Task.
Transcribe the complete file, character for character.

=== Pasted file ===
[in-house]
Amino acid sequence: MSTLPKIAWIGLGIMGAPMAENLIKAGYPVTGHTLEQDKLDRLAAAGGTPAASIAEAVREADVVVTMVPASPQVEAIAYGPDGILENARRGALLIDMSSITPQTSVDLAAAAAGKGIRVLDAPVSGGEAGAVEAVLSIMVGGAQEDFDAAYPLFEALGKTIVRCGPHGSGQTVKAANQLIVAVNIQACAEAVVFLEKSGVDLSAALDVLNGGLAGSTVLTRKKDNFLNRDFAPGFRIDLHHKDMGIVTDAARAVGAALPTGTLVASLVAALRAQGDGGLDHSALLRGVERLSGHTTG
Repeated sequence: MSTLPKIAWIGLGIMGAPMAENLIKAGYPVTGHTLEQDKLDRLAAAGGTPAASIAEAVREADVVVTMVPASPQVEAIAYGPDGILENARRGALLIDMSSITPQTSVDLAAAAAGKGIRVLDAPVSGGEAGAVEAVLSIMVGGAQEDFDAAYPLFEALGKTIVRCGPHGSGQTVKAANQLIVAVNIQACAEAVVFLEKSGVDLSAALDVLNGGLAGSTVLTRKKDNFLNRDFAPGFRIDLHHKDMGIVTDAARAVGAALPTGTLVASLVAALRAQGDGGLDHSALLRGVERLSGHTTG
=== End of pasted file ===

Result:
[in-house]
Amino acid sequence: MSTLPKIAWIGLGIMGAPMAENLIKAGYPVTGHTLEQDKLDRLAAAGGTPAASIAEAVREADVVVTMVPASPQVEAIAYGPDGILENARRGALLIDMSSITPQTSVDLAAAAAGKGIRVLDAPVSGGEAGAVEAVLSIMVGGAQEDFDAAYPLFEALGKTIVRCGPHGSGQTVKAANQLIVAVNIQACAEAVVFLEKSGVDLSAALDVLNGGLAGSTVLTRKKDNFLNRDFAPGFRIDLHHKDMGIVTDAARAVGAALPTGTLVASLVAALRAQGDGGLDHSALLRGVERLSGHTTG
Repeated sequence: MSTLPKIAWIGLGIMGAPMAENLIKAGYPVTGHTLEQDKLDRLAAAGGTPAASIAEAVREADVVVTMVPASPQVEAIAYGPDGILENARRGALLIDMSSITPQTSVDLAAAAAGKGIRVLDAPVSGGEAGAVEAVLSIMVGGAQEDFDAAYPLFEALGKTIVRCGPHGSGQTVKAANQLIVAVNIQACAEAVVFLEKSGVDLSAALDVLNGGLAGSTVLTRKKDNFLNRDFAPGFRIDLHHKDMGIVTDAARAVGAALPTGTLVASLVAALRAQGDGGLDHSALLRGVERLSGHTTG